WCP374

Letter (WCP374.374)

[1]

Ternate1

Decr. 24th. 1860

Dear Bates

Many thanks for your long & interesting letter.2 I have myself suffered much in the same way as you describe & I think more severely. The kind of "tedium vitae" [Latin: weariness of life] you mention I also occasionally experience here. I impute it to a too monotonous existence.

I know not how or to whom to express fully my admiration of Darwin's3 book.4 To him it would seem flattery to others self praise;— but I do honestly believe that with however much patience I had worked up & experimented on the subject I could never have approached the completeness of his book,— its vast accumulation of evidence,— its overwhelming argument, & its admirable tone & spirit. I really feel thankful that it has not been [2] left to me to give the theory to the public.

Mr. Darwin has created a new science & a new Philosophy, & I believe that never has such a complete illustration of a new branch of human knowledge, been due to the labours & researches of a single man. Never have such vast masses of widely scattered & hitherto utterly disconnected facts been combined in to a system, & brought to bear upon the establishment of such a grand & new & simple philosophy!

I am surprised at your joining the N. & S. banks of lower Amazon into one region.5 Did you not find a sufficiency of distinct sp[ecies]. at Obydos6 & Barra7 to separate them from V[illa]. Nova8 & Santarem [Santarém]?9..

I am now convinced that insects on the whole do not give such true indications in Zoological Geog[raphy]. as Birds & Mammals [3] because they have,— 1st. such immensely greater chances of distribution, & 2nd. because they are so much more affected by local circumstances.10 also 3rd. because the sp[ecies]. seem to change quicker & therefore disguise a comparatively recent identity. Thus the insects of two originally distinct regions vary rapidly become amalgamated,— a portion of the same region may come to be inhabited by very distinct insect faunas owing to differences of soil[,] climate &c. &c.. This is strikingly shown here, where the insect fauna from Malacca11 to N[ew]. Guinea has a very large amount of characteristic uniformity; while Australia from its distinct climate & vegetation shows a wide difference — I am inclined to think therefore, that a preliminary study of first the Mammals & then the Birds are indispensable to a correct understanding of the Geographical & physical changes on which the present insect distribution depends. [4] With regard to exchange, I think it must be left till my return, which according to my present plans will not be delayed beyond a year & a half from this date. The groups I intend to collect generally are,— Papilios & Pieridiae only among Lepidoptera;—12 & Cicindelidae[,] Carabides Lac.[,] Buprestidae[,] Cleridae[,] Longicornes & Brenthidae among Coleoptera13 — Also illustrations of genera of Coleoptera generally & the more common of the remarkable or handsome species. If you will put by for me at your leisure the most complete set you can spare of these groups, I shall (I have no doubt) be able to let you have an equal number of such specimens as you may desire.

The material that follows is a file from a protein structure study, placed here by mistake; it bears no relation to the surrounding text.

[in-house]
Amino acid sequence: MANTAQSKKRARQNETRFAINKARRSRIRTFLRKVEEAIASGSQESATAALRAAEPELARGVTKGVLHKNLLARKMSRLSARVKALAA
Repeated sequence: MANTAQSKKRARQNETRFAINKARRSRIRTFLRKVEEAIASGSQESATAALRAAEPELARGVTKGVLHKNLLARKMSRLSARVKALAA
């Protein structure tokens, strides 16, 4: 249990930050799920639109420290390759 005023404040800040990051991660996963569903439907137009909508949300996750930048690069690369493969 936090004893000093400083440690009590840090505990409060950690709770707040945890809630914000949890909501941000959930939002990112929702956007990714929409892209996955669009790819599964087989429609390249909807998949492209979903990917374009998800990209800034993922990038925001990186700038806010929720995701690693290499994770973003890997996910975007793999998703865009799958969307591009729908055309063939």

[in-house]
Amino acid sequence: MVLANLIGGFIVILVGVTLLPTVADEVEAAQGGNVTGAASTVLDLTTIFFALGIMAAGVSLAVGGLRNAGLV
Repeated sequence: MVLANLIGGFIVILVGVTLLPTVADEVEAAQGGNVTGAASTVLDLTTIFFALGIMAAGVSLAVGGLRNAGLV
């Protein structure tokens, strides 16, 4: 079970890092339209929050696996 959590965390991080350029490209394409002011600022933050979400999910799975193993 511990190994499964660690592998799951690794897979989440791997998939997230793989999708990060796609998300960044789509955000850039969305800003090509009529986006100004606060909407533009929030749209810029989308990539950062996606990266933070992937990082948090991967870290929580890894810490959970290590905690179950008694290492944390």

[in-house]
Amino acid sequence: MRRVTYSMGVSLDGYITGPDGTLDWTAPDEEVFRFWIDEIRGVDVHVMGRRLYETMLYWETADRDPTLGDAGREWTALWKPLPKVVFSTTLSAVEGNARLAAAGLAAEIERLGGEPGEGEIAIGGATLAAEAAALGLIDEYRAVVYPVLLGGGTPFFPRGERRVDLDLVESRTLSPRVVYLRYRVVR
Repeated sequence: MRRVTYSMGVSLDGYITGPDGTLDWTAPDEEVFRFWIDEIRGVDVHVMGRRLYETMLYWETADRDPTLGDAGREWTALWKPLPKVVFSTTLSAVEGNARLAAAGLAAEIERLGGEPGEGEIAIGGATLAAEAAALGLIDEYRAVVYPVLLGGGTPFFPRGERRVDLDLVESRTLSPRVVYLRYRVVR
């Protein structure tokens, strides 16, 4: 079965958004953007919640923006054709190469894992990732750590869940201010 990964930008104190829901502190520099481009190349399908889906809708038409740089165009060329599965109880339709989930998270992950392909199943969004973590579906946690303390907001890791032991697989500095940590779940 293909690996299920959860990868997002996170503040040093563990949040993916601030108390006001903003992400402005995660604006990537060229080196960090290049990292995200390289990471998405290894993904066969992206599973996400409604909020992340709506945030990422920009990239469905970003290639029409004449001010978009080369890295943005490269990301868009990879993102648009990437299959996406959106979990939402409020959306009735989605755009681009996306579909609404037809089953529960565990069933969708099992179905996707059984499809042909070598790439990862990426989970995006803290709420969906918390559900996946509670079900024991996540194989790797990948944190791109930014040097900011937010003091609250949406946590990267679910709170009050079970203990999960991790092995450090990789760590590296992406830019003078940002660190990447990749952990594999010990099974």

In a day or two I leave for Timor14 where if I am lucky in finding a good locality I expect some fine & interesting insects.

In haste | Yours faithfully | Alfred R Wallace [signature]

H. W. Bates Esq.

An island in Indonesia, part of the Moluccas, or Maluku Islands.

2.